Many devoted long-distance backpackers — of which I am not — talk about gear weight with the same passion a violinist might display when speaking of a Stradivari. These are people who weigh their toothpaste on kitchen scales, zeroing in on cutting a couple ounces to avoid one extra squeeze remaining. I respect that dedication and appreciate that I have neither a kitchen scale nor a desire to talk about one. In fact, as someone who passed the “Pandemic 15” en route to the “Pandemic 23,” I have no desire to talk about weight at all.
But there lies the rub:
You cannot plan a long-mileage trek without addressing weight. If my pack is too heavy, I’ll pay for it in many ways. If my pack is too light, I’ve probably forgotten food or water or clothing. Unless I find the right balance, there’s a good chance I won’t finish my walk. So, let’s talk about weight.
Those in the know pay a premium for ultra-light gear. The thinking goes: It pays for itself on the trail in more miles covered per day, less stress on the hips, knees, and feet, and a faster recovery each morning when you break camp and set out again. I was not in the know. For example, I planned to bring my Peak 1 Apex stove above, only to discover that a part I need is unavailable because Peak 1 discontinued the stove in 1894. But as much as I’ll miss its companionship, I now have a feather-light stove, and I’m sold on the difference in weight. The matter is resolved, yes?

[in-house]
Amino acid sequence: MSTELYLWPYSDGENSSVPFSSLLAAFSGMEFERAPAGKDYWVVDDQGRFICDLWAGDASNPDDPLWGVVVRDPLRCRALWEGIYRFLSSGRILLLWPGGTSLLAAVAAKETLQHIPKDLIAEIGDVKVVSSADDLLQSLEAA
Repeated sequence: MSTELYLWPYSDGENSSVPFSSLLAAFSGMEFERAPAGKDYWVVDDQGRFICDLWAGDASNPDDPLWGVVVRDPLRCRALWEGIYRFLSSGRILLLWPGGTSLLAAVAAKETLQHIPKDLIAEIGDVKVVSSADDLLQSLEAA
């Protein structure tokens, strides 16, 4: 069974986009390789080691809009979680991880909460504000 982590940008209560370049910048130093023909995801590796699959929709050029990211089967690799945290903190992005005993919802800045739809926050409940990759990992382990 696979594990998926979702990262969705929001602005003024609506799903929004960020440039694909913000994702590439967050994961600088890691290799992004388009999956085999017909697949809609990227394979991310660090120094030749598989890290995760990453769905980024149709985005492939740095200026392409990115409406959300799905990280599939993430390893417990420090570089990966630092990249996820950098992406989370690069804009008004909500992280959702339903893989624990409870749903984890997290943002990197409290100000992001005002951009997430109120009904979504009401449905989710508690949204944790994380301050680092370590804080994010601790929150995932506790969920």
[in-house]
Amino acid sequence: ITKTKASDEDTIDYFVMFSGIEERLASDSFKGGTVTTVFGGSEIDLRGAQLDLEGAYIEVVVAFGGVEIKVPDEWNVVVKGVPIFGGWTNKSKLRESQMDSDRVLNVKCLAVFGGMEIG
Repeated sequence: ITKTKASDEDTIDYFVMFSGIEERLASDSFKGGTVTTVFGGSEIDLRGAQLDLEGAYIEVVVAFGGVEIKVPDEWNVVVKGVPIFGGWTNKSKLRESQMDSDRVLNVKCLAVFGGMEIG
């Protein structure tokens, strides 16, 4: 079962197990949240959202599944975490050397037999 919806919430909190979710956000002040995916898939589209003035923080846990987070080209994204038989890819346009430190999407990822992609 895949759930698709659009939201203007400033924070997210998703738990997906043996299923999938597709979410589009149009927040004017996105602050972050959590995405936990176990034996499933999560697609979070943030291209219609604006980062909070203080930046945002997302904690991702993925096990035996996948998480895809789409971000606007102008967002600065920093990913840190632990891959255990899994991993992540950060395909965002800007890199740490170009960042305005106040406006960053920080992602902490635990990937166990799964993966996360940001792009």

One must also consider the spork (spoon + fork = spork), a genius marvel of engineering invented by Obadiah Spork during the Revolutionary War. (I learned this on Wikipedia.)
Everyone needs a spork, so I went to REI last week. “Where can I find a spork?” I said. The salesperson led me to a remarkable selection and stuck around, too, not allowing me to browse for the right spork. Alas, I made the mistake of asking the difference between the $50 and the $3.99 sporks. “Isn’t a spork a spork?”
“Absolutely not. This one is titanium,” he said with the reverence one reserves for speaking of spiritual matters or sports cars.
“Of course,” I said, as if I’d forgotten titanium. “I’m short on cash. Perhaps the $3.99 spork will do.”
He sighed. “Sure, they’re your knees, after all.”
I left the store $50 lighter.
He’s right, of course. Shave a few ounces here and there, and they’ll add up to a pound. One pound on flat ground exerts up to three to six pounds of force on your your hips, knees, and feet. For example, if you weigh 170 (hypothetically, of course), you may put an additional 510-1,020 pounds of stress on your weight-bearing joints. (These numbers are correct. I found them on TikTok.) Going up or down, as the Appalachian Trail inconveniently does, adds even more force.
The bottom line? You can cut weight in your first aid kit, fire-starting materials, water filter system, sleeping bag, backpack, clothing, toothpaste, and much more.
I hope to travel light. AT thru-hikers — those who hike the trail’s 2,190 miles — carry packs as light as 10 pounds. A good backpacker’s pack weighs fewer than 20 pounds. And my load? Right now, I’m at 30 pounds…but there remains weight to drop. The first step? Replacing my knife, spoon, and fork with my $50 spork.
Feel free to weigh in with a comment.